The distribution of the extracellular matrix proteins types III pN-collagen and IV collagen, laminin and tenascin was investigated in fetal, infant, and adult human spleens by using immuno-electron microscopy. The presence of type III pN-collagen was assessed by using an antibody against the aminoterminal propeptide of type III procollagen. All the proteins other than type III pN-collagen were found in reticular fibers throughout development. In the white pulp of the fetus aged 16 gestational weeks, only an occasional type III pN-collagen-containing fibril was present, although type III pN-collagen was abundant in the reticular fibers of the red pulp. Conversely, in adults, most of the reticular fibers of the white pulp, but not of the red pulp, were immunoreactive for type III pN-collagen. Ring fibers, the basement membranes of venous sinuses, were well developed in both infant and adult spleens. The first signs of their formation could be seen as a discontinuous basement membrane, which was immunoreactive for type IV collagen, laminin, and tenascin in the fetus aged 20 gestational weeks. Intracytoplasmic immunoreactivity for all the proteins studied was visible in the mesenchymal cells of the fetus aged 16 gestational weeks and in the reticular cells of the older fetuses, which also showed labeling for type IV collagen and laminin in the endothelial cells. The results suggest that proteins of the extracellular matrix are produced by these stationary cells.
Oulu Center for Cell-Matrix Research, Biocenter Oulu, Department of Medical Biochemistry and Molecular Biology, University of Oulu, and Department of Clinical Neurophysiology, Oulu University Hospital, FIN-90221 Oulu, Finland.
Although the Schwann cell basement membrane (BM) is required for normal Schwann cell terminal differentiation, the role of BM-associated collagens in peripheral nerve maturation is poorly understood. Collagen XV is a BM zone component strongly expressed in peripheral nerves, and we show that its absence in mice leads to loosely packed axons in C-fibers and polyaxonal myelination. The simultaneous lack of collagen XV and another peripheral nerve component affecting myelination, laminin a4, leads to severely impaired radial sorting and myelination, and the maturation of the nerve is permanently compromised, contrasting with the slow repair observed in Lama4-/- single knock-out mice. Moreover, the Col15a1-/-;Lama4-/- double knock-out (DKO) mice initially lack C-fibers and, even over 1 year of age have only a few, abnormal C-fibers. The Lama4-/- knock-out results in motor and tactile sensory impairment, which is exacerbated by a simultaneous Col15a1-/- knock-out, whereas sensitivity to heat-induced pain is increased in the DKO mice. Lack of collagen XV results in slower sensory nerve conduction, whereas the Lama4-/- and DKO mice exhibit increased sensory nerve action potentials and decreased compound muscle action potentials; x-ray diffraction revealed less mature myelin in the sciatic nerves of the latter than in controls. Ultrastructural analyses revealed changes in the Schwann cell BM in all three mutants, ranging from severe (DKO) to nearly normal (Col15a1-/-). Collagen XV thus contributes to peripheral nerve maturation and C-fiber formation, and its simultaneous deletion from neural BM zones with laminin a4 leads to a DKO phenotype distinct from those of both single knock-outs.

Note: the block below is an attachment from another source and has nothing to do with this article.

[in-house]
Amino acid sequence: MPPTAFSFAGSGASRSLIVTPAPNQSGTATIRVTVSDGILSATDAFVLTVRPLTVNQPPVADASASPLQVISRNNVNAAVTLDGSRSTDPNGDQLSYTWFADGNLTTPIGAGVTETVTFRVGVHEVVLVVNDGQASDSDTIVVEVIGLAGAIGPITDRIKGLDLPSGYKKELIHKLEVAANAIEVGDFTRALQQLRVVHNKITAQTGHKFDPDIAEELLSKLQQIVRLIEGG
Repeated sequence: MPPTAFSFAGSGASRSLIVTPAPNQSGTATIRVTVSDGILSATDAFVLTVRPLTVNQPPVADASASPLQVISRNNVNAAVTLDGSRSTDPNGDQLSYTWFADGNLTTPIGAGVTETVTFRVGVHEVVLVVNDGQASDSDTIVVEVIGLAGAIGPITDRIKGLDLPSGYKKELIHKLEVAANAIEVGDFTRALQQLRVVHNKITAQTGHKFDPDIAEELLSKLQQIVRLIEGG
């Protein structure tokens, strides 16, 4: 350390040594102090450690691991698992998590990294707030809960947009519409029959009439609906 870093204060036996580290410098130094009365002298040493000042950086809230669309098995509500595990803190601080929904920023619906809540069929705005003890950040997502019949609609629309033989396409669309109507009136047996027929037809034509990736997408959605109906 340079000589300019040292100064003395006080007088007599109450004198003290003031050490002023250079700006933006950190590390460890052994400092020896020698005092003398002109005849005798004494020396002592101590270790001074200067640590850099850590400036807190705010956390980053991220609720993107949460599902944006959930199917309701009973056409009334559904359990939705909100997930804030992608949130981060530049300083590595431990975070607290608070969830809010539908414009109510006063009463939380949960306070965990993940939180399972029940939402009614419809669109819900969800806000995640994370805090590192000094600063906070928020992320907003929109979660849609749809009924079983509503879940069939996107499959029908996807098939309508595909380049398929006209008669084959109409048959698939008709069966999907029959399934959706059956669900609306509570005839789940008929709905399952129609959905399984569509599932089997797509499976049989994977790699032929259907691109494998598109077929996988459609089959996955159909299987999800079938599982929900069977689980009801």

Type XIII collagen is a type II transmembrane protein found at many sites of cell adhesion in tissues. Homologous recombination was used to generate a transgenic mouse line (Col13a1(N/N)) that expresses N-terminally altered type XIII collagen molecules lacking the short cytosolic and transmembrane domains but retaining the large collagenous ectodomain. The mutant molecules were correctly transported to focal adhesions in cultured fibroblasts derived from the Col13a1(N/N) mice, but the cells showed decreased adhesion when plated on type IV collagen. These mice were viable and fertile, and in immunofluorescence stainings the mutant protein was located in adhesive tissue structures in the same manner as normal alpha1(XIII) chains. In immunoelectron microscopy of wild-type mice type XIII collagen was detected at the plasma membrane of skeletal muscle cells whereas in the mutant mice the protein was located in the adjacent extracellular matrix. Affected skeletal muscles showed abnormal myofibers with a fuzzy plasma membrane-basement membrane interphase along the muscle fiber and at the myotendinous junctions, disorganized myofilaments, and streaming of z-disks. The findings were progressive and the phenotype was aggravated by exercise. Thus type XIII collagen seems to participate in the linkage between muscle fiber and basement membrane, a function impaired by lack of the cytosolic and transmembrane domains.